Mount Famine

Well, what a race. Brutal is a word you could use.
We got over to Hayfield with plenty of time to wander up and have a quick look at the final run in- and also at the start. Which is quite a daunting crazy hill straight up the side of a hill with a large amount of rather lush vegetation.
Changed and numbered up, I was running my first race in club colours- Glossopdale, and having had a couple of races in which I was put somewhat at a disadvantage by letting others charge off and waiting til the back to start, I thought I would go in with a slightly different race tactic of going hell for leather up the slope, and seeing how things pan out for the rest of the race. Maybe not my greatest tactical move ever.

3,2,1, off we go, not so much running as scrambling over the roots, brambles and through trees, then it gets steeper, and someone remarked that it was like breaking out of prison. (prison? which prison was that guy in?!). and after a mercifully short time, we were back on the flat and going oh, not flat, but up to the dragons back up toward Mount Famine itself.
I had done what I wanted, and was within spitting distance of the fast group, and slowly bleed places as I shuffled my way up the hill, trying with all my might to get my pulse back down to somewhere resembling a non-max HR. It didnt work.
So for the next couple of km’s I steadily dropped back down the field, but not so much that I was particularly worried. I seem to be slower than average on the ups. Something of a theme in my running, and by the time I was at the first peak, I was with a team mate who indicated to the steep incline to our left and said- yup we’ve got to come back up that in a minute.
Down, up and down into the clough, I managed to hold my place there, but on the climb back up I had nothing. overtaken by another 3 guys, and then, after scrambling my way back to the top of Famine, a real hands and feet job, I turned and saw another of Glossopdale in close pursuit. Damn.

I stumbled off the top, leaden legs swinging my way toward home, back down the dragons back, finally managed to take back one of the places robbed of me on that last climb- (his shoe laces were coming undone by that point, so it didnt really count), and on, down into the the wood- nearly catching another who had caught me- when Dave comes past me saying “come on Tim”… nice- my retort… “I’ll be with you in a minute”.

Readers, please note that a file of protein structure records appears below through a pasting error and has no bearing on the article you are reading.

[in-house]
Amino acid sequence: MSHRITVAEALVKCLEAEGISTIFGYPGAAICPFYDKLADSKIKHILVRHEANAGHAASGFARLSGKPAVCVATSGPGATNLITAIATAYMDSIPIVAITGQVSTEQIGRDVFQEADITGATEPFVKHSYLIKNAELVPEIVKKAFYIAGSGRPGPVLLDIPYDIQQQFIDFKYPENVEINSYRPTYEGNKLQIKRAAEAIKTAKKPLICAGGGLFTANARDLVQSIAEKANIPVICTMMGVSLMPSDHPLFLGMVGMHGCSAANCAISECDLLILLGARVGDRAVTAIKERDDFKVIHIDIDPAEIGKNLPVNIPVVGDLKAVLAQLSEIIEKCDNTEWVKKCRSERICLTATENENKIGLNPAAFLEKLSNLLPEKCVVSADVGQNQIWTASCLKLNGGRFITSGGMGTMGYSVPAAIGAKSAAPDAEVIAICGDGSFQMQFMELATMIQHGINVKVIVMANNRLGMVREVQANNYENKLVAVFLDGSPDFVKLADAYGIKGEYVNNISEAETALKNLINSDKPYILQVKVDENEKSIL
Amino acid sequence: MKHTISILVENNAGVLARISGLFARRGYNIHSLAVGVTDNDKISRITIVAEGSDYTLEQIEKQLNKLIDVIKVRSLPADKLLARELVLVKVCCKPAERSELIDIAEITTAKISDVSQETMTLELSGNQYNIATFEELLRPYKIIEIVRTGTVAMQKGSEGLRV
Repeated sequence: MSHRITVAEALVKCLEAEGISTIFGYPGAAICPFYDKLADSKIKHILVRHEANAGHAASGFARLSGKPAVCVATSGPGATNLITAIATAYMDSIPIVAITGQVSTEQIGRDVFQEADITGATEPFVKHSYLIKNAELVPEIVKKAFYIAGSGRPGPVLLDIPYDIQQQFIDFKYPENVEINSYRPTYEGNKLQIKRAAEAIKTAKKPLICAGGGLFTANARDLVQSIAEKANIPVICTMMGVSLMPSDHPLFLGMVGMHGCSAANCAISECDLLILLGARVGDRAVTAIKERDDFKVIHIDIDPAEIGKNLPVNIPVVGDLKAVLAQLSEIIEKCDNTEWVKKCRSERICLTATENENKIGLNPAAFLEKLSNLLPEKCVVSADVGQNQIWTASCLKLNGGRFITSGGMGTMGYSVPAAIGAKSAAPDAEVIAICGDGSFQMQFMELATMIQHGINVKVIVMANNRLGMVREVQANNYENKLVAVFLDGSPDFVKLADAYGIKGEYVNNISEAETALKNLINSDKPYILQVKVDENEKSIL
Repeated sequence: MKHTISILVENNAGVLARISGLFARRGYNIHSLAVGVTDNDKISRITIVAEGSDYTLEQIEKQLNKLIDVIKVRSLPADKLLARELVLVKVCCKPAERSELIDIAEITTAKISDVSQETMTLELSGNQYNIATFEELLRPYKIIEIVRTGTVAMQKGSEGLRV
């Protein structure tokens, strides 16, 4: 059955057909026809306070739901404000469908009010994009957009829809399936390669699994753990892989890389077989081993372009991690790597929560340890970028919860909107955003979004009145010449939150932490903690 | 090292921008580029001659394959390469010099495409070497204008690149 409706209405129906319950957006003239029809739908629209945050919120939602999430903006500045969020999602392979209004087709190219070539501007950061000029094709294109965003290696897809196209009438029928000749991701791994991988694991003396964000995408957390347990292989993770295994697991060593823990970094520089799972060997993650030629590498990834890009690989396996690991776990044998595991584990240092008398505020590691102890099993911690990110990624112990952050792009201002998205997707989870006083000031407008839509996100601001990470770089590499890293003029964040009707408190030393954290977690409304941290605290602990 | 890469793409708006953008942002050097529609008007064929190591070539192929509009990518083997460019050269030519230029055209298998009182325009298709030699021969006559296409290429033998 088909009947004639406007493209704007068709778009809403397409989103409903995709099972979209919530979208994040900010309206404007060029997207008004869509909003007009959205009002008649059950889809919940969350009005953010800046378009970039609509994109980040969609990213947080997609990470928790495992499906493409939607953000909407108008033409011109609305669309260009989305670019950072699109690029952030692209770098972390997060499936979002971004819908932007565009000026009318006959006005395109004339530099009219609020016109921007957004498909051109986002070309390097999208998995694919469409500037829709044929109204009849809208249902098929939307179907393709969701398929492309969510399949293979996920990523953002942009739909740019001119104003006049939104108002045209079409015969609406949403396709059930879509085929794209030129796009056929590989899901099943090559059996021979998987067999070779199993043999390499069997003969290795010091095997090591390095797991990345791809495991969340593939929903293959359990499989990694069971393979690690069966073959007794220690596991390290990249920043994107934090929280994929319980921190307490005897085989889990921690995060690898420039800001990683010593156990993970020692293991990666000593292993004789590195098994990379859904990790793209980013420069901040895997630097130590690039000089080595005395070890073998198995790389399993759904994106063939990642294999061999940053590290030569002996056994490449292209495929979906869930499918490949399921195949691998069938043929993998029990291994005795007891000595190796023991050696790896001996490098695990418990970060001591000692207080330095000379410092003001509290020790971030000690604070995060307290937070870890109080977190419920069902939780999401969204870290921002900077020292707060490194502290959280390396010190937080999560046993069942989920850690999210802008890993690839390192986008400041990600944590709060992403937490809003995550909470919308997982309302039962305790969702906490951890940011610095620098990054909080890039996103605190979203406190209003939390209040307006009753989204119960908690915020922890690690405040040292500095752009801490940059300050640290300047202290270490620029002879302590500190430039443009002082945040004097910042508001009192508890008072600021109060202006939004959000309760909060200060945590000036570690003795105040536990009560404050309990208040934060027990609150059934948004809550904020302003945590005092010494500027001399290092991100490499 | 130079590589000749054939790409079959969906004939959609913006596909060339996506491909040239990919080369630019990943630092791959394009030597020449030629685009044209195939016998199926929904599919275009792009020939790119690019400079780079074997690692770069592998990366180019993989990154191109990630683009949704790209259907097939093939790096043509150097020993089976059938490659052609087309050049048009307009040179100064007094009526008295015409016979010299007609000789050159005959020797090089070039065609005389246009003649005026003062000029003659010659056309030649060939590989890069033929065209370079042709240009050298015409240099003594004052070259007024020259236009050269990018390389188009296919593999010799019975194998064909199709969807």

We over took the next guy and he homed in on a- I think he was a Dark Peaker, but I just didn’t have the legs in me at that point. I knew we were 400metres from home, and I’d done myself in. My breathing was laboured and my diaphragm was beginning to spasm. It would respond really well to Soft Tissue Release, or a session of MET, but at the end of a race, they aren’t really an option. I was a good 30 metres behind them, and just about managed to stay in touch. The distance ground away, and I stopped concentrating on the guy behind, and followed Daves heels. He took the DPer on a short incline, then he was taken back, we hung a right, then a quick left into the play park, was still a good 30 metres behind, the funnel came into view, and even though a few moments ago I honestly thought I was a gonner, and my lungs were bursting somehow, from somewhere my legs started going, bang, it was like the other two had slowed down- I guess they hadn’t because they were racing for the line, but in those last 20metres I had the final burst of speed and dropped them both, not even 5 metres from the end.

Just pipped them at the post- going so fast Lynne┬ádidn’t have a chance to catch my face… (probably a good thing)  



54.47 by my watch. (didn’t know that til I looked on the computer- I was so excited by the end I forgot to stop my watch).

Me at the end. Watch still running

Nice to see so many of the Glossopdale lot out, and nice to feel properly knackered at the end of it as well. Couldnt stay for cake as my contact lenses were playing up.
Tactics need to be developed somewhat. As does my climbing…

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